Berry, leaf, flower, bark.
Researchers are yet to be ascertained as to how this plant got its common name 'privet'. While some scholars relate the origin of the plant's name to the term 'private', since the use of common privet as hedge plants began since the ancient times. In fact, before people discovered and understood the actual nature of infection, many people held the flowers, for instance common privet, for spreading ailments and, hence, kept them out of their house. As mentioned earlier, the small berries of common privet yield green and black colorants, while an unrelated plant species having an identical name - Egyptian privet or Lawsonia inermis, produces the well-accepted dye henna, which is applied to color hair. Usually, common privet is used by skilled gardeners for topiary art by clipping the plants to give them shapes of animals or other imaginary designs. The bark of common privet produces a yellow dye, while the wood forms a supply of charcoal. Occasionally common privet was employed in England to treat sore lips, the mumps and in the form of an astringent in mouthwashes and gargles. Early European settlers bought with them common privet to North America and used it to make therapeutic preparations. When the flowers of this plant are placed on the head, it alleviates headaches. While the leaves and flowers of the plant are used to cure menstrual disorders, the berries or fruits of common privet were employed as a potent laxative. A related plant species was used by the Asians as a stimulant or tonic. According to a section of herbalists, the common privet reinforces the immune system. It is known that tumours have the aptitude to hold back the capability of macrophages (cells that eliminate bacteria as well as other wastes) from functioning. Several researches have demonstrated that a blend of common privet and astragalus might help to reverse this action of the tumours. Common privet possesses diuretic, astringent, antiseptic, immuno-stimulant, anti-cholestrolemic as well as anti-cancer properties. A decoction prepared with common privet leaves is taken internally to cure diarrhea, bladder disorders, stomach ulcers, indigestion as well as to enhance appetite. It is also employed to heal sore throat and eyes, ulcers, swellings, mumps, chapped lips, throat cancer and in the form of mouthwash and gargle. The leaves as well as the bark of common privet are employed to cure headaches, tumours, bronchitis, coughs, to drive out phlegm as well as light-headedness. The seeds of common privet berries are primarily used for treating liver and kidney ailments, to augment energy, symptoms of menopause, insomnia, put off premature aging, gray hair, heart palpitations, rheumatoid arthritis, tinnitus (a ringing or similar sensation in the ear), backache as well as eye problems, counting glaucoma and cataract. Since it has been found that common privet invigorates the immune system, it is employed in treating contagious ailments, for instance hepatitis B. and sexually transmitted diseases (STD). Usage of this herb is also known to produce excellent results in the treatment of cataracts in the initial stage and high blood pressure (hypertension). It is also useful in curing Pneumocystis Carinii pneumonia (a fungal infection of the lungs) as well as a number of respiratory problems.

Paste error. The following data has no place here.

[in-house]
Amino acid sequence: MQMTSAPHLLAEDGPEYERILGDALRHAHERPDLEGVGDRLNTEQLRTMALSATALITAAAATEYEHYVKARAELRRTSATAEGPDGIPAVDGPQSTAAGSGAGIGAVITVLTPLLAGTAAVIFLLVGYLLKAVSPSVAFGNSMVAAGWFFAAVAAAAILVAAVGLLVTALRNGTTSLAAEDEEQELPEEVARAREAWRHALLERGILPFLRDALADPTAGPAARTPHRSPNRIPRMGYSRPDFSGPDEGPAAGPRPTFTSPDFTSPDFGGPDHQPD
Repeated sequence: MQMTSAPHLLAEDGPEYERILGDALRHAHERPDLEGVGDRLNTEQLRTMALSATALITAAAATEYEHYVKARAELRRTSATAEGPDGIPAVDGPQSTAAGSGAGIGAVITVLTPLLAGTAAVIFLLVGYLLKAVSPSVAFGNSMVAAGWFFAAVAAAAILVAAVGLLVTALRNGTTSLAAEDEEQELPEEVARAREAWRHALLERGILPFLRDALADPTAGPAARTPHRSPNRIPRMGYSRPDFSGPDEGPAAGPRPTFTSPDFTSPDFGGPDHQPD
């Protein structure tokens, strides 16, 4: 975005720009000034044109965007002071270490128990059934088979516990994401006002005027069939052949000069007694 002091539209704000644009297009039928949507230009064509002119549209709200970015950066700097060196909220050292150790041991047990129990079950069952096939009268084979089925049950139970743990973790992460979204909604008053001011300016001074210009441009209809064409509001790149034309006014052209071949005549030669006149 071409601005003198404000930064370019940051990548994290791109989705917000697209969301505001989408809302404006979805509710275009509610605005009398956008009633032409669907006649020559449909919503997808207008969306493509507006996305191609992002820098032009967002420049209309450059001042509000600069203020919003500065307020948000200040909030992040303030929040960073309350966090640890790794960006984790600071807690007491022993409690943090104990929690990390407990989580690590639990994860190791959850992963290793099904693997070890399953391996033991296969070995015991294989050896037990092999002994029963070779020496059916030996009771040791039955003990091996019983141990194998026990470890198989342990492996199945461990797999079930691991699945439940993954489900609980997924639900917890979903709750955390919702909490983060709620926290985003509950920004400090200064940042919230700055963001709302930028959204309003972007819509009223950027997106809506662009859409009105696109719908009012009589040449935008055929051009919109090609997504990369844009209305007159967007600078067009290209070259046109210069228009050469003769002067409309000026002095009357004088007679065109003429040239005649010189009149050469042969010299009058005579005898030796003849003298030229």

Common privet is indigenous to Europe, Asia and several regions of North Africa. The plants of this species are extremely accepting and can be grown without any difficulty. Common privet thrives on all soil conditions, especially those that are not extremely depleted. Common privet grows excellently in heavy clay (loam) soils, but has a preference for calcareous soil. It also succeeds in thin arid soils. The plans grow excellently in light forestlands or in the complete shade of a wall. However, a sunlit position is ideal for the plants to produce flowers and fruits. As mentioned earlier, common privet has the aptitude to tolerate air pollution and when the plants are well established, they are also able to endure drought conditions. However, they do not thrive in water-logged land. Common privet is basically a sucking shrub that forms a thick thicket and makes an excellent cover for birds. The leaves of privet also form a vital food for several caterpillars, counting the larvae of the privet hawk moth. Common privet is extremely susceptible to honey fungus. Common privet is propagated by its seeds in a cold frame during spring. Stored seeds of the plant germinate much better provided they are stratified. Prior to sowing the seeds, ensure that you get rid of all fruit flesh from around the seed, since it can slow down the germination process. When the seedlings have grown sufficiently large to be handled, prick them out individually and plant them in separate pots, where they need to be grown in the cold frame during their first winter. You may transplant the young plants in their permanent positions outdoors during the later part of spring or early summer when the last anticipated frost is over. Alternately, the seeds may also be sown directly outdoors in seed beds during autumn. Allow the plants to grow in the seed beds for as many as four years following which you may transplant them in their permanent positions during the winter. Common privet may also be propagated very easily by wood cuttings. To propagate the plant in this method, cut half-mature wood in lengths of 5 cm to 10 cm each having a heel during the July-August period and plant them in a frame. In case you are making cuttings of mature wood, each cutting should be about 20 cm to 30 cm long and they should be planted in a protected outdoor bed during November-December. Alternatively, if necessary, the cuttings may also be placed in situ (in their permanent place).
Common privet contains: